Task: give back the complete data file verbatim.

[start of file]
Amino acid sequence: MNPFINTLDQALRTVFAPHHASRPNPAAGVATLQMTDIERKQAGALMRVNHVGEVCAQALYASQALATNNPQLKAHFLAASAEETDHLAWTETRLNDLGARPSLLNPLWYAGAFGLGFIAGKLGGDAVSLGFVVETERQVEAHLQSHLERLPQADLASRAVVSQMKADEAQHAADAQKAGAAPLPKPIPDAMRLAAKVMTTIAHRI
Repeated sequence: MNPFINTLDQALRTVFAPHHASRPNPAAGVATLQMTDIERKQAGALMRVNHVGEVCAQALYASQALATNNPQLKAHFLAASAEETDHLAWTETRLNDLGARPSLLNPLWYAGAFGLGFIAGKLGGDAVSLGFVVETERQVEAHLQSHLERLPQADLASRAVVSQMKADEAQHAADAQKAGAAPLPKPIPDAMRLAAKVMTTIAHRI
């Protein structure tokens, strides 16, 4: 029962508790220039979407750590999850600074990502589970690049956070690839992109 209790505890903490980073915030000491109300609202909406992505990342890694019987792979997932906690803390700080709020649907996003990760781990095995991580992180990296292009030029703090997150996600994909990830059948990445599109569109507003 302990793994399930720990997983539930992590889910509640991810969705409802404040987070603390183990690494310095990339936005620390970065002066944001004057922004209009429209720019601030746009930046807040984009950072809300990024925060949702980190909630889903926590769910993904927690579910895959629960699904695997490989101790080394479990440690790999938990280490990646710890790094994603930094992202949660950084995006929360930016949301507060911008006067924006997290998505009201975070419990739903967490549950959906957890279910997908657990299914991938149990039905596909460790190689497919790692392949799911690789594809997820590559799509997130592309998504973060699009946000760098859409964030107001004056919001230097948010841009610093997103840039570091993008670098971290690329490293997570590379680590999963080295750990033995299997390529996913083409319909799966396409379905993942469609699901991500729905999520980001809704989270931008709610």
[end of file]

Amino acid sequence: MNPFINTLDQALRTVFAPHHASRPNPAAGVATLQMTDIERKQAGALMRVNHVGEVCAQALYASQALATNNPQLKAHFLAASAEETDHLAWTETRLNDLGARPSLLNPLWYAGAFGLGFIAGKLGGDAVSLGFVVETERQVEAHLQSHLERLPQADLASRAVVSQMKADEAQHAADAQKAGAAPLPKPIPDAMRLAAKVMTTIAHRI
Repeated sequence: MNPFINTLDQALRTVFAPHHASRPNPAAGVATLQMTDIERKQAGALMRVNHVGEVCAQALYASQALATNNPQLKAHFLAASAEETDHLAWTETRLNDLGARPSLLNPLWYAGAFGLGFIAGKLGGDAVSLGFVVETERQVEAHLQSHLERLPQADLASRAVVSQMKADEAQHAADAQKAGAAPLPKPIPDAMRLAAKVMTTIAHRI
């Protein structure tokens, strides 16, 4: 029962508790220039979407750590999850600074990502589970690049956070690839992109 209790505890903490980073915030000491109300609202909406992505990342890694019987792979997932906690803390700080709020649907996003990760781990095995991580992180990296292009030029703090997150996600994909990830059948990445599109569109507003 302990793994399930720990997983539930992590889910509640991810969705409802404040987070603390183990690494310095990339936005620390970065002066944001004057922004209009429209720019601030746009930046807040984009950072809300990024925060949702980190909630889903926590769910993904927690579910895959629960699904695997490989101790080394479990440690790999938990280490990646710890790094994603930094992202949660950084995006929360930016949301507060911008006067924006997290998505009201975070419990739903967490549950959906957890279910997908657990299914991938149990039905596909460790190689497919790692392949799911690789594809997820590559799509997130592309998504973060699009946000760098859409964030107001004056919001230097948010841009610093997103840039570091993008670098971290690329490293997570590379680590999963080295750990033995299997390529996913083409319909799966396409379905993942469609699901991500729905999520980001809704989270931008709610």